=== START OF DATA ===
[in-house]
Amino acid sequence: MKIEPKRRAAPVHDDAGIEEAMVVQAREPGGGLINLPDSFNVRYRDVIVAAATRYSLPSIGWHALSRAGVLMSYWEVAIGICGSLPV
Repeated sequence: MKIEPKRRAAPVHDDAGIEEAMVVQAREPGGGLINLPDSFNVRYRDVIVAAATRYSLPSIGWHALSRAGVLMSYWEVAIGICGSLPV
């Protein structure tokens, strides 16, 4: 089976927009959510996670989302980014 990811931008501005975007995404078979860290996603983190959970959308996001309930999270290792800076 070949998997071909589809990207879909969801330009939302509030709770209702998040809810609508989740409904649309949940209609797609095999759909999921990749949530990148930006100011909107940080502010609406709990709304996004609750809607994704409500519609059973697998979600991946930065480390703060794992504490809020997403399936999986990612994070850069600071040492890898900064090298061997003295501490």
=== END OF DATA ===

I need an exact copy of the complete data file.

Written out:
[in-house]
Amino acid sequence: MKIEPKRRAAPVHDDAGIEEAMVVQAREPGGGLINLPDSFNVRYRDVIVAAATRYSLPSIGWHALSRAGVLMSYWEVAIGICGSLPV
Repeated sequence: MKIEPKRRAAPVHDDAGIEEAMVVQAREPGGGLINLPDSFNVRYRDVIVAAATRYSLPSIGWHALSRAGVLMSYWEVAIGICGSLPV
């Protein structure tokens, strides 16, 4: 089976927009959510996670989302980014 990811931008501005975007995404078979860290996603983190959970959308996001309930999270290792800076 070949998997071909589809990207879909969801330009939302509030709770209702998040809810609508989740409904649309949940209609797609095999759909999921990749949530990148930006100011909107940080502010609406709990709304996004609750809607994704409500519609059973697998979600991946930065480390703060794992504490809020997403399936999986990612994070850069600071040492890898900064090298061997003295501490």